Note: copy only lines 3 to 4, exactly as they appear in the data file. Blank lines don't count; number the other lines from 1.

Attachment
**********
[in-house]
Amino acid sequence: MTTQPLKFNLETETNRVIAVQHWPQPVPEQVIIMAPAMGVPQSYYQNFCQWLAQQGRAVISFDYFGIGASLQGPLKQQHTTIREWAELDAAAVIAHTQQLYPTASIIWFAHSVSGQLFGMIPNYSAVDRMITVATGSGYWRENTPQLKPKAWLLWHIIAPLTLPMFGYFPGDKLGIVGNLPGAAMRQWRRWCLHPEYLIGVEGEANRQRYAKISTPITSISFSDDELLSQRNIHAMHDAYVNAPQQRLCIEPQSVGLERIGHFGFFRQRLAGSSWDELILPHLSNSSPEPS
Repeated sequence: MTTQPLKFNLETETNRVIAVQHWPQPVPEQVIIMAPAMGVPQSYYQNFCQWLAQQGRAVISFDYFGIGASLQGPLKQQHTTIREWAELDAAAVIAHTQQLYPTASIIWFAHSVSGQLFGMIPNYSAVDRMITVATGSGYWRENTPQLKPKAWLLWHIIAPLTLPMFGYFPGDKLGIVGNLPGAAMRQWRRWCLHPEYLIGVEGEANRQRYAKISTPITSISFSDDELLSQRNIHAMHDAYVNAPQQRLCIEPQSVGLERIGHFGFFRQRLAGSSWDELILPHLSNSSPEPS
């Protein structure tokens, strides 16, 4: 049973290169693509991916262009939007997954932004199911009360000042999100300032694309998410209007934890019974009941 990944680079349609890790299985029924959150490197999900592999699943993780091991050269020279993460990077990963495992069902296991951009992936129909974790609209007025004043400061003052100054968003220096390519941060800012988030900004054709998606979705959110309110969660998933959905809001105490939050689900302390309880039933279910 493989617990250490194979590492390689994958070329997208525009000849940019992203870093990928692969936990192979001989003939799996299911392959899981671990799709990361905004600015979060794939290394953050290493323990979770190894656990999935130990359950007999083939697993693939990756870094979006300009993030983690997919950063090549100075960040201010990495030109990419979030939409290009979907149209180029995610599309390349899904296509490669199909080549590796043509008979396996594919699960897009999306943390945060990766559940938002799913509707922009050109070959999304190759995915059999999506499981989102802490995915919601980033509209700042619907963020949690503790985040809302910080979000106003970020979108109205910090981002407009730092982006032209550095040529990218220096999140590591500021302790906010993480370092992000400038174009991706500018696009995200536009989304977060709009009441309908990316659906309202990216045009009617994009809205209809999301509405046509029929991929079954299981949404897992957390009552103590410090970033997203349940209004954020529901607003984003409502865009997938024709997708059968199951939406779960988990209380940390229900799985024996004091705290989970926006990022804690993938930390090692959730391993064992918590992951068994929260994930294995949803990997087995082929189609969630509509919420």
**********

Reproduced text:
Repeated sequence: MTTQPLKFNLETETNRVIAVQHWPQPVPEQVIIMAPAMGVPQSYYQNFCQWLAQQGRAVISFDYFGIGASLQGPLKQQHTTIREWAELDAAAVIAHTQQLYPTASIIWFAHSVSGQLFGMIPNYSAVDRMITVATGSGYWRENTPQLKPKAWLLWHIIAPLTLPMFGYFPGDKLGIVGNLPGAAMRQWRRWCLHPEYLIGVEGEANRQRYAKISTPITSISFSDDELLSQRNIHAMHDAYVNAPQQRLCIEPQSVGLERIGHFGFFRQRLAGSSWDELILPHLSNSSPEPS
């Protein structure tokens, strides 16, 4: 049973290169693509991916262009939007997954932004199911009360000042999100300032694309998410209007934890019974009941 990944680079349609890790299985029924959150490197999900592999699943993780091991050269020279993460990077990963495992069902296991951009992936129909974790609209007025004043400061003052100054968003220096390519941060800012988030900004054709998606979705959110309110969660998933959905809001105490939050689900302390309880039933279910 493989617990250490194979590492390689994958070329997208525009000849940019992203870093990928692969936990192979001989003939799996299911392959899981671990799709990361905004600015979060794939290394953050290493323990979770190894656990999935130990359950007999083939697993693939990756870094979006300009993030983690997919950063090549100075960040201010990495030109990419979030939409290009979907149209180029995610599309390349899904296509490669199909080549590796043509008979396996594919699960897009999306943390945060990766559940938002799913509707922009050109070959999304190759995915059999999506499981989102802490995915919601980033509209700042619907963020949690503790985040809302910080979000106003970020979108109205910090981002407009730092982006032209550095040529990218220096999140590591500021302790906010993480370092992000400038174009991706500018696009995200536009989304977060709009009441309908990316659906309202990216045009009617994009809205209809999301509405046509029929991929079954299981949404897992957390009552103590410090970033997203349940209004954020529901607003984003409502865009997938024709997708059968199951939406779960988990209380940390229900799985024996004091705290989970926006990022804690993938930390090692959730391993064992918590992951068994929260994930294995949803990997087995082929189609969630509509919420």